- Category: Entertainment
- Published Friday, March 4, 2016
- CTV News
TORONTO -- Robert Carlyle admits he has a knack for despicable roles.
Which might explain why he was hounded for years to play his latest violent onscreen kook -- a Glaswegian barber-turned-serial killer.
The affable Scot notes the Canadian script for "The Legend of Barney Thomson" circled him several times before he accepted the challenge, which included directing the grisly black comedy.
The pitches came from "different people, coming from different parts of the world," all convinced Carlyle was the man to play the downtrodden Barney, an accidental killer.
The "Trainspotting" star admits he can't seem to shake the psycho characters, and he suspects it's partly because of the way he approaches them.
"Barney, on the page, isn't technically a likable character," Carlyle says in a recent phone interview from Vancouver, where he shoots the ABC/CTV series "Once Upon A Time."
"He's a pain in the ass. He's abusive, he's ... just an idiot. So you need someone who could actually try and turn this somewhat dislikable character into someone who you care about."
Not unlike his approach to playing the loathsome, ultra-violent Begbie in "Trainspotting," he allows.
"Begbie is a disgusting character. But again, when I was taking that part on I was also aware of the fact that I had to try and make this guy in some way likable. I tried to inject Begbie with a heavy, heavy dose of comedy," says Carlyle, also known as a desperately unemployed steelworker in "The Full Monty," an alcoholic deadbeat dad in "Angela's Ashes," and a Bond villain in "The World Is Not Enough."
"A lot of people can look at Begbie and think, 'Oh, he's just terrifying.' Well, I don't know if he is. I don't know if Begbie even actually exists like that. I think he's more of, almost, a cartoon-type figure."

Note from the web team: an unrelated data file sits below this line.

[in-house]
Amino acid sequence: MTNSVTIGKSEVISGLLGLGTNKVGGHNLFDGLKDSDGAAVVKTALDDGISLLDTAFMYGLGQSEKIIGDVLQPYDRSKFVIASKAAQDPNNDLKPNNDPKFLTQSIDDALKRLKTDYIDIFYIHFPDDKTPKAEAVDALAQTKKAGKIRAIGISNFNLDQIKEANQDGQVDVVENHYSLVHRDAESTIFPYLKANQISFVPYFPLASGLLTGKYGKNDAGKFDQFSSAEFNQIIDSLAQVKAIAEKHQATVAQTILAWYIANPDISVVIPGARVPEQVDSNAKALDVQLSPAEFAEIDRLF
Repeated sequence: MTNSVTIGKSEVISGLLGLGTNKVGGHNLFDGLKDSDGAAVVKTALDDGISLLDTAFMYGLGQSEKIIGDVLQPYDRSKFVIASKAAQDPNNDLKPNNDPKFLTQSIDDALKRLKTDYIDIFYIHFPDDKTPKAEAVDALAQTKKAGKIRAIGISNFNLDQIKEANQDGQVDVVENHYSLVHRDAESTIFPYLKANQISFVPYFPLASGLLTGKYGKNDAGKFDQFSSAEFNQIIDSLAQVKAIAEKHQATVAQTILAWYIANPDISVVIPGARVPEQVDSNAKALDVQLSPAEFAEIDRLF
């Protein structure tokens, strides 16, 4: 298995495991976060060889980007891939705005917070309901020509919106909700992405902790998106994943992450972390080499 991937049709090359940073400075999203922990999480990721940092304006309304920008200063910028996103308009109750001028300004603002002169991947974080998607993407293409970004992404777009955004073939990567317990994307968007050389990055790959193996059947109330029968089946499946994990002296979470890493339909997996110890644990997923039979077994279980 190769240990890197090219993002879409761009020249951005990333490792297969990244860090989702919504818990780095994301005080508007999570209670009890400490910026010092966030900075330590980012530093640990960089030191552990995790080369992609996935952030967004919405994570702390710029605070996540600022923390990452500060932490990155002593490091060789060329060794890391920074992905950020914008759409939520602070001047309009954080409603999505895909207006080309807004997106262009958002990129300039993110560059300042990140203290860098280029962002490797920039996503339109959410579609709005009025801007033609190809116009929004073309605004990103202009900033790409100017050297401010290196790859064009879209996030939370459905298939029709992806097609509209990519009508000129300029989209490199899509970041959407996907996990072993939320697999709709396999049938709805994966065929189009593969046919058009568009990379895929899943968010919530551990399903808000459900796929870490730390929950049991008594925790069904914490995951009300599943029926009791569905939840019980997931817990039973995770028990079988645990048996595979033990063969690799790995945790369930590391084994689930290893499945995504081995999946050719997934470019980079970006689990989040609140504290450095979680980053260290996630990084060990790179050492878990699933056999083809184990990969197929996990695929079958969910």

He was convinced to tackle "The Legend of Barney Thomson" by a rewrite from Glaswegian scribe Colin McLaren, who injected the missing element he craved -- "as the Irish would say, the crack," says Carlyle.
When it came to directing, he worked on an "old-fashioned" plan for his first feature behind the camera.
"It would be no moving cameras, no dollies, nothing whirring around. It's quite flat and quite a straight-telling of the story."
He enlisted seasoned pals Ray Winstone to play a browbeaten police inspector and Tom Courtney as the chief superintendent. And he turned to Emma Thompson to don some serious prosthetics and makeup to play Barney's foul-mouthed, bingo-loving mother.
Twenty years later, Carlyle says he looks forward to revisiting his most famous deranged lout for a "Trainspotting" sequel that begins shooting May 15 in Glasgow.
"Same as we did before, same team, everyone's back," he says, being careful to keep plot points secret.
"They're older. Everything they do is older. And I'm very aware of that, getting to the (age) of 55 next month. You get slower and all these guys are slower.... It's got something about it that I think will resonate with people 20 years later."
"The Legend of Barney Thomson" opens in Toronto and Vancouver this weekend before hitting other cities.